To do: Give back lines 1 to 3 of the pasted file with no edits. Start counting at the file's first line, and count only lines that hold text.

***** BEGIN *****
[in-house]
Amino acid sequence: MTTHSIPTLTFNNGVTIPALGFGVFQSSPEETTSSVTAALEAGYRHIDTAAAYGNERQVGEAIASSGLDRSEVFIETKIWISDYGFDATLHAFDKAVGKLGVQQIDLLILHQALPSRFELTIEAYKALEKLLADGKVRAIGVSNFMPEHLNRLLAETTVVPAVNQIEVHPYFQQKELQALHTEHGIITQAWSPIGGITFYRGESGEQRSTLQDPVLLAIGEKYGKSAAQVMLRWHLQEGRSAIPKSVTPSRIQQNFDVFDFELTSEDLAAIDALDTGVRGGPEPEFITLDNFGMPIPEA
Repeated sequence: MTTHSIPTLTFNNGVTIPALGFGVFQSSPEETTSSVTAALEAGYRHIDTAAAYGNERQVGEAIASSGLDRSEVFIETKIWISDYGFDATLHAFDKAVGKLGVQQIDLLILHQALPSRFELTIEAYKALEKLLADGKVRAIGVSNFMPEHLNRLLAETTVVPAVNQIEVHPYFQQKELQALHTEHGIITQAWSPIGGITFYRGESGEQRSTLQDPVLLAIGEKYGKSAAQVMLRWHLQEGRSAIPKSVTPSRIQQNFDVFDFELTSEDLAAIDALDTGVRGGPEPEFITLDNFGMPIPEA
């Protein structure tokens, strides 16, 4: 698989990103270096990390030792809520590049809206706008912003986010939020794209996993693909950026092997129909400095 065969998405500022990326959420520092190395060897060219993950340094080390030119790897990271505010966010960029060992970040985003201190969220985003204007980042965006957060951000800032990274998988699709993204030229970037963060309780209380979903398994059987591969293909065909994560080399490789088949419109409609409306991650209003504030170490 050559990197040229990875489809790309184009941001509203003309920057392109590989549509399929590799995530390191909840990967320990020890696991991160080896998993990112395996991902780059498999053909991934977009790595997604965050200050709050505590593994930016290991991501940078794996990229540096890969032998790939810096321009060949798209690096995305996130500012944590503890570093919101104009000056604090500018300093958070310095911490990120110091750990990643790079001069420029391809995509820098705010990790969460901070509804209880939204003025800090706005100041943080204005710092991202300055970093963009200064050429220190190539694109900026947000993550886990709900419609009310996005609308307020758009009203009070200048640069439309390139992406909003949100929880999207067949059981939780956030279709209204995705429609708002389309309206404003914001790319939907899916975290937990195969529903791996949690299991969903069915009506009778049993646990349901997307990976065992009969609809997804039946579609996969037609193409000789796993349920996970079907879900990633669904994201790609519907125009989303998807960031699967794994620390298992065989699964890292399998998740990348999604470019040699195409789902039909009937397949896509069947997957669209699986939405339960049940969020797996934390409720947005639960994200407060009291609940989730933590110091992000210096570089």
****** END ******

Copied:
[in-house]
Amino acid sequence: MTTHSIPTLTFNNGVTIPALGFGVFQSSPEETTSSVTAALEAGYRHIDTAAAYGNERQVGEAIASSGLDRSEVFIETKIWISDYGFDATLHAFDKAVGKLGVQQIDLLILHQALPSRFELTIEAYKALEKLLADGKVRAIGVSNFMPEHLNRLLAETTVVPAVNQIEVHPYFQQKELQALHTEHGIITQAWSPIGGITFYRGESGEQRSTLQDPVLLAIGEKYGKSAAQVMLRWHLQEGRSAIPKSVTPSRIQQNFDVFDFELTSEDLAAIDALDTGVRGGPEPEFITLDNFGMPIPEA
Repeated sequence: MTTHSIPTLTFNNGVTIPALGFGVFQSSPEETTSSVTAALEAGYRHIDTAAAYGNERQVGEAIASSGLDRSEVFIETKIWISDYGFDATLHAFDKAVGKLGVQQIDLLILHQALPSRFELTIEAYKALEKLLADGKVRAIGVSNFMPEHLNRLLAETTVVPAVNQIEVHPYFQQKELQALHTEHGIITQAWSPIGGITFYRGESGEQRSTLQDPVLLAIGEKYGKSAAQVMLRWHLQEGRSAIPKSVTPSRIQQNFDVFDFELTSEDLAAIDALDTGVRGGPEPEFITLDNFGMPIPEA